' ' Cinema Romantico: Vicky Cristina Barcelona

Monday, September 08, 2008

Vicky Cristina Barcelona

Innate setpoints. This was a term used by Ethan Hawke in 2004's "Before Sunset", as in people all have "innate setpoints" from which they tend not to deviate too much. I've always loved it. In fact, I went so far as to title a screenplay of mine Innate Setpoints. I'm not sure there are two words one could use to better summarize human nature. And Woody Allen's 445th feature film (note: I made that up) is a full-on exploration of that notion.

We get sense of our primary characters innate setpoints within a lunch and then a dinner at the start of the first act. Vicky (Rebecca Hall) and Cristina (Scarlett Johannson) have come to Barcelona to spend the summer with Vicky's relatives, Judy (Patricia Clarkson) and Mark (Kevin Dunn). What inevitable, god-awful question does Mark pose to each of them before they've seemingly even had to time to take a sip of wine? "What do you do?" (Aaaaargh!!!) Cristina replies, "I'm at liberty." Vicky, on the other hand, has come to do work on her masters degree in "Catalan Theory" and to this Mark poses an even worse follow-up question: "What do you do with that?" Not, why that? Or what interests you in that? But, what do you do with that? As the real-life Bill Murray once observed when asked to discuss his career path, " Are you trying to make me gag?"

But, seriously, this scene establishes our two heroines for who they are: Vicky is grounded and with a plan, a goal for which to shoot, regardless of whether or not she truly believes it to be the right decision. This, too, is underscored by her impending marriage to Doug (Chris Messina), back home in NYC, who calls up Vicky at all hours and quickly establishes his sort of character by declaring, "What's up, babe?" Cristina, on the other hand, is flighty, adventurous, unwilling to be tied down to one thing that will define her, someone who doesn't necessarily know what she wants but sure as heck knows "what she doesn't want".

Later that night, after the quartet has attended a function at an art museum, Vicky and Cristina dine together and who should approach their table but the dashing Spanish painter Juan Antonio, looking suspiciously like Javier Bardem. (By the way, based on the version of Barcelona we see here everyone appears to be a writer or photographer or painter or sculptor or composer or poet or flamenco guitarist. Are there no businessmen? No pencil-pushers? No custodians? No line cooks? No - gasp - financial company employees?) Reveling in his un-Americanness he wastes nary a split-second on useless small talk and instead wonders if they will accompany him via plane to another Spanish town where he must see a sculpture that inspires him and then, perhaps, the three of them can romp together through the boudoir.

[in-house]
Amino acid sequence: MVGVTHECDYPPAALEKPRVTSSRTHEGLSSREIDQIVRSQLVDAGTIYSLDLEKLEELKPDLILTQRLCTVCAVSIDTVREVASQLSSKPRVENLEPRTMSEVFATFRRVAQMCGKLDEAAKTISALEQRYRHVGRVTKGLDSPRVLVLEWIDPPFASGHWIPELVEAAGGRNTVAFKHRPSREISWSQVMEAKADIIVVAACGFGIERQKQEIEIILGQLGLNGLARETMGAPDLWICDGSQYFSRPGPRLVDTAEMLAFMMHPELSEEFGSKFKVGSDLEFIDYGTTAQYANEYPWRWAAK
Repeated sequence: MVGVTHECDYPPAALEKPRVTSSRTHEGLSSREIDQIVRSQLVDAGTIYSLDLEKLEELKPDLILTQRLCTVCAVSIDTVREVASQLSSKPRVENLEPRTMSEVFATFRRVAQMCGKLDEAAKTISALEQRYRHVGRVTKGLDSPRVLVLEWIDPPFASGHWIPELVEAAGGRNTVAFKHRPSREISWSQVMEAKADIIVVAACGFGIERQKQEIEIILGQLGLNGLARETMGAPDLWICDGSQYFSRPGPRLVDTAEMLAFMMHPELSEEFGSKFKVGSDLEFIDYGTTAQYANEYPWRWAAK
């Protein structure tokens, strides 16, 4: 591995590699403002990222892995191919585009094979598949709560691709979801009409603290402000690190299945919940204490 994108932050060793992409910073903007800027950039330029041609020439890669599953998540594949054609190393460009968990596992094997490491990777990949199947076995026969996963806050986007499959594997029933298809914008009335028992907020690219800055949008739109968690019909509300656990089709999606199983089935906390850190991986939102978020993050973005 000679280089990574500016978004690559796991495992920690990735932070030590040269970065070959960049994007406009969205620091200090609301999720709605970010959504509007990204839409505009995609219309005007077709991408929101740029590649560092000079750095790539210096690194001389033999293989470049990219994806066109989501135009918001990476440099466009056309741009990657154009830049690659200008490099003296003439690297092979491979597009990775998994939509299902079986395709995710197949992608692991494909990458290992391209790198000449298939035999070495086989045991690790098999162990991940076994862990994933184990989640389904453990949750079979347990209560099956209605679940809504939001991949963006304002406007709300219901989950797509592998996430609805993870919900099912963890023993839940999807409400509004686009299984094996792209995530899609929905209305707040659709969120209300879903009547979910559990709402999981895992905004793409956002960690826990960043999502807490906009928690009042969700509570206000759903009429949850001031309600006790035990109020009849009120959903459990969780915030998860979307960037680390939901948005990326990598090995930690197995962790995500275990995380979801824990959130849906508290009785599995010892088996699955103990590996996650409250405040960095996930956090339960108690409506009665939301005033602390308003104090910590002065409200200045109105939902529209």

Needless to say, Vicky is instantly turned off and Cristina is instantly turned on. Cristina wins out, maybe because the movie would be less exciting if she didn't. The projected course, however, for this unique threesome goes wayward, as it must, and Vicky finds herself questioning what she's made with her life while Cristina will eventually move in with Juan Antonio.

All this would be well and good for a fine, little movie but midway through Allen sends a jolt of engery, life, vim, vigor, charisma, pasion (!) knifing through the goings-on in the form of Juan Antonio's unstable ex-wife (she tried to stab poor Juan Antonio right before their divorce) Maria Elena (Penelope Cruz, offering the most glamorous headcase you ever did see). She turns back up at Juan Antonio's pad through an unfortunate circumstance, glowering at Cristina over breakfast, her hair in a frightful yet mesmerizing way, a cigarette burning in her hand. In all the films where I had previously seen her never had I heard Ms. Cruz turn up the volume so loud. Her adamant, profanity-laced disagreements with Juan Antonio make for riveting theater and left me wishing a bit that we'd received more screen time for this unstable beauty queen. There is a lot of life blowing through "Vicky Cristina Barcelona" but Maria Elena is a frickin' November gale on the Great Lakes. She merely ups the ante a considerable degree and makes all the questions already asked even harder to answer.

Twists and turns are aplenty and are not for me to reveal, but one brilliant decision by Allen that makes the movie truly distinct is in the voice-over by Christopher Evan Welch. The most interesting item I've ever read relating to how one goes about writing voice-over is this: If you take it out and the movie still makes sense, keep it in. Well, if you removed the voice-over from "Vicky Cristina Barcelona" it would still make sense and that's why keeping it in makes it so great. It presents the movie with a documentary feel, as if the narrator is watching over all these people and reporting back to us with his findings on human nature.

What he seems to find is that it doesn't necessarily matter where you put people or who they meet or what they do or how much wine they drink because we're all tethered to those innate setpoints and, whether we can bring ourselves to admit it or not, we'll drift back to them eventually.

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